Learn a Jazz Tune on Bass – CTA by Jimmy Heath with Bass TAB – Bass Practice Diary – 13 April 2021
If you follow my Bass Practice Diary videos regularly you already know that I love to play jazz tunes on bass guitar. A few weeks ago I featured the tune for Freedom Jazz Dance. In that video I was playing a 6-string bass, but I want to show that you can do this on any bass, you don’t necessarily need 6-strings or 24 frets. This week I’m demonstrating the Jimmy Heath tune CTA on a Fender Precision with 20 frets.
CTA by Jimmy Heath
I first came across this tune on Chick Corea’s album Paint the World. It’s a jazz fusion album. The band on the album was called the Elektric Band II. The rhythm section was completely different to the original Elektric Band. It featured Gary Novak on drums, Mike Miller on guitar and Jimmy Earl on bass. However, it’s a really good album. I think it ranks up alongside anything that the more famous lineup of Dave Weckl, Frank Gambale and John Patitucci recorded. In fact I saw the classic lineup of the Elektric Band play two of the tunes from this album, CTA and Blue Miles when I saw them at the Barbican in London in 2004.
The Chick Corea version of CTA is very different from the original Jimmy Heath version. Jimmy Heath plays it in a bop style and he plays it with swung 1/8th notes. This is the opening melody from Jimmy Heath’s version.
Chick Corea gives the tune a straight funky fusion feel. And there is a long section at the end which is added. It’s like a tag on the end of the melody. The key has also been changed from Bb to C. Here is the tag tabbed for 6-string bass.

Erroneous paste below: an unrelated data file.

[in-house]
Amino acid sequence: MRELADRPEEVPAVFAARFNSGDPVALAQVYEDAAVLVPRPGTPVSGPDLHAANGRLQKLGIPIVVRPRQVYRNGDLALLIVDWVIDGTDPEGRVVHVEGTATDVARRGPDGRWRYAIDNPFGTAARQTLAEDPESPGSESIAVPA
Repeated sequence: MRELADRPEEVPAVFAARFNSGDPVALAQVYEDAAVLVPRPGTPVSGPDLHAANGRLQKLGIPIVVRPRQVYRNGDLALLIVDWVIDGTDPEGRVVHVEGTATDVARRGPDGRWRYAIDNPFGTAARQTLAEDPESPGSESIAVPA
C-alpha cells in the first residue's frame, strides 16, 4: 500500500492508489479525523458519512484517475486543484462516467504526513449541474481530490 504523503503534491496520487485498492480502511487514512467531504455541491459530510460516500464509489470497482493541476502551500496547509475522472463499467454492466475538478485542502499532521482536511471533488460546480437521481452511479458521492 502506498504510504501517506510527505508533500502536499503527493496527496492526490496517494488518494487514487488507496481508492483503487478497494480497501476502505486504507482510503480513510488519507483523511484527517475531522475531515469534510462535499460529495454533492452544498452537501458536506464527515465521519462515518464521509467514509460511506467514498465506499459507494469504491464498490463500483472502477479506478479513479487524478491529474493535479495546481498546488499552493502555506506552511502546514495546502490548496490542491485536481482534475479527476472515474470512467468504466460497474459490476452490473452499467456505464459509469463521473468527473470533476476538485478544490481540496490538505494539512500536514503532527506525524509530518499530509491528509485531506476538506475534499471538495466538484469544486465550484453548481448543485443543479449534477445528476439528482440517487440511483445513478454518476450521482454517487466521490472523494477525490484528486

How do you learn jazz improvisation?
I honestly believe that learning jazz melodies is fundamental to learning how to improvise. It’s even more fundamental than transcribing solos. A good jazz improviser will use the melody in a solo. So, if you work out a solo without knowing the melody, then you’ve missed the most important piece of the puzzle.
I wanted to feature a melody played on a Fender Precision. Because when I started doing this, I was working jazz melodies out on a P style bass with 20 frets and 4-strings. I think a lot of bass players think that jazz melodies and improvisation is only for a certain type of bass player that plays extended range instruments, but that does not have to be the case.
The first jazz melody I ever learned on bass was Goodbye Pork Pie Hat by Charles Mingus. It was famously covered by Jeff Beck and Joni Mitchell. But I didn’t know that when I was 15 years old. I knew Mingus’ version from the album Ah Um and then I heard Marcus Miller play it on fretless bass. I remember playing the melody on my red Vester bass as a teenager.
After learning that melody, I then started learning plenty more jazz melodies on my 4-string bass. My first bop style tune was Tricotism by Oscar Pettiford/Ray Brown. And I remember learning the Charlie Parker tunes, Confirmation, Donna Lee & Anthropology on 4-string before I made the switch to 6-string at 19 years old. I still remember most of the fingerlings that I worked out for those tunes on 4-string.
If you’re interested in taking this idea further, there is a book called Charlie Parker for Bass. It features melodies and solos transcribed and tabbed for 4-string bass. It hadn’t been published when I was learning this stuff, but I know some of my students use it now. When I was learning these tunes I was learning them from a Real Book (treble clef version).